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SPG Solar CEO letter to Bill O'Reilly

2010-01-04 14:40:54.066909+00 by Dan Lyke 9 comments

A few months ago (or longer, when are we gonna do lunch again?) TC and I were talking about the economics of solar panels and I mentioned that I thought energy costs had to go up by roughly a factor of 5 to get widespread residential adoption. I based this on my gut feel that people aren't willing to commit to a decades long payoff schedule when the marketplace is filled with noise about breakthroughs in cheap solar that are just around the corner. As a consumer, why should I commit to $.13/kW/Hr for thirty years when a nickel per is just around the corner?

I realize that, in fact, energy costs aren't going to go down appreciably, but I've been seeing rumblings now that maybe I need to go back and look at what current prices of solar are. I mean, pointing out the idiocies of Fox commentators is shooting fish in a barrel with a hand grenade, but Tom Rooney makes some impressive (if slightly vague) claims in SPG Solar CEO vs Bill O'Reilly on Solar. I wonder how many of those claims would be true without the massive tax incentives?

[ related topics: Politics Consumerism and advertising Economics Photovoltaics ]

comments in descending chronological order (reverse):

#Comment Re: made: 2010-01-13 17:50:56.223882+00 by: TC

Lunch sounds great … same rules of basic debauchery consumption alcohol & flesh based protein. I think it’s your turn to pick a place.

Solar PV prices are most likely going to collapse between now and 2013 due flooding of feedstock(mostly from China) but in areas like California the incentives(that are phasing out) offset the current higher cost. Currently the incentives are maintaining the manufactures margins(My friends in Germany REALLY like Arnold Schwarzenegger). You should be able to get a 7 year payback period on your home today and when the prices crash and there is no incentives it will take about 7 years to recapture your investment. If you discount all other factors and just look at flat energy cost for 25 years(manufactures warranty) it seems pretty sound. The accelerated environment testing I’ve seen predicts over 80% of your panels will make it past 40 years (with up to a 23% loss of efficiency)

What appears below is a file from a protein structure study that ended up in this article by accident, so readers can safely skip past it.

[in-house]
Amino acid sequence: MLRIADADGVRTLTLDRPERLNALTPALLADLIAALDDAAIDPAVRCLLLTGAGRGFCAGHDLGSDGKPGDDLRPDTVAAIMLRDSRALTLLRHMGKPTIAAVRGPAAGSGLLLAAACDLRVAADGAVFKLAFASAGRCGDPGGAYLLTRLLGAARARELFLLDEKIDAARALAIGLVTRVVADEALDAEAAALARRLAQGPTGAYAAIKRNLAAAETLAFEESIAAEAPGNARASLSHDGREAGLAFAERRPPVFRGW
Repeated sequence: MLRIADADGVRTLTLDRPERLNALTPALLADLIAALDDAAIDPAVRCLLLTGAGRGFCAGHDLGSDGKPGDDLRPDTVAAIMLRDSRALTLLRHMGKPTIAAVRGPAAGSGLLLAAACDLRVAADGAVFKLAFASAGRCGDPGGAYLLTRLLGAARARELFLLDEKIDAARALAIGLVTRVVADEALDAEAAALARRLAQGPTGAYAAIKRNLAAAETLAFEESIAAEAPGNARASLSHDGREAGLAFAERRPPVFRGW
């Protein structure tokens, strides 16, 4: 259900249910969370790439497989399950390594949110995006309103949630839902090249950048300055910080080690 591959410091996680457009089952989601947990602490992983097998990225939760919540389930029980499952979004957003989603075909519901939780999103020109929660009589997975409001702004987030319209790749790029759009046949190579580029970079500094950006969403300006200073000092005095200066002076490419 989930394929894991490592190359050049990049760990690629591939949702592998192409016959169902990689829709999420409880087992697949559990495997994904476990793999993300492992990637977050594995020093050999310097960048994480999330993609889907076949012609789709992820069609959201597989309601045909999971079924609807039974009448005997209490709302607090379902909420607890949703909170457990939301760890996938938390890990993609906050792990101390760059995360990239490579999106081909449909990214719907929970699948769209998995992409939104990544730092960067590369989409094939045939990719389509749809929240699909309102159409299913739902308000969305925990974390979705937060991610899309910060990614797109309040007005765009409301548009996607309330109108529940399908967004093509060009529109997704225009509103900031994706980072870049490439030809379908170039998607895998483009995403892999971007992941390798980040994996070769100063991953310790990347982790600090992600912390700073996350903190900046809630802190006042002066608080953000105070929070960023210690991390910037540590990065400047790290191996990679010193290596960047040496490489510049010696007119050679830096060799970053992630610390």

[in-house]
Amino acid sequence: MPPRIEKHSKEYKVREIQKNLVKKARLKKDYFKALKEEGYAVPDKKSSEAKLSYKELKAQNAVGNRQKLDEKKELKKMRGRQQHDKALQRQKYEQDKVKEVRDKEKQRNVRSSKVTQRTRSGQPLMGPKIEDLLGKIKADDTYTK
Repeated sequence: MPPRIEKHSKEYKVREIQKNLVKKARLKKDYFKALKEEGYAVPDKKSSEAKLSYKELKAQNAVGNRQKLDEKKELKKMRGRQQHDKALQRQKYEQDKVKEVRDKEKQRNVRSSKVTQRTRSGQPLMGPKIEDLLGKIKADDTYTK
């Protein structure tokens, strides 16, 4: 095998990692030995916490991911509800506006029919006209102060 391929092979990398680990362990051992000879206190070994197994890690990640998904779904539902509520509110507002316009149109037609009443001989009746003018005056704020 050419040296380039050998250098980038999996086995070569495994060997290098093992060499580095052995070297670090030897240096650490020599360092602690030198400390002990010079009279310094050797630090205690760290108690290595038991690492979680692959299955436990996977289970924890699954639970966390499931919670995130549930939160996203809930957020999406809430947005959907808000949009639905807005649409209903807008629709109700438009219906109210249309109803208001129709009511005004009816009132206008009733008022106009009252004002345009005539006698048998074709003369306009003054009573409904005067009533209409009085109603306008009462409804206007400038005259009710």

We like double glaze wood inside/anodized aluminum outside windows. Dane HATES white window frames and I really like the warmth (esthetically given) from wood. Dan as handy as you are with a router table I bet you could run off some bitchin French panels for wood/wood type. Most companies fill the space between the glazings with argon or krypton so perhaps get a cylinder and a horse trough and do your final sealing in a blanket of inert gas??

Fox news on Solar? Gawd…. Where do you start? Nevermind, now that they have Sarah Palin I’m sure they are much more fair and balanced. Has anyone seen the inside of her book? I picture it written in crayola with pretty pictures

#Comment Re: made: 2010-01-05 10:21:52.113321+00 by: DaveP

Vinyl windows don't have to look bad. Even my very stock ones look a lot better when trimmed with 1/4- round curly maple covering up the frame.

#Comment Re: made: 2010-01-04 22:08:39.924799+00 by: meuon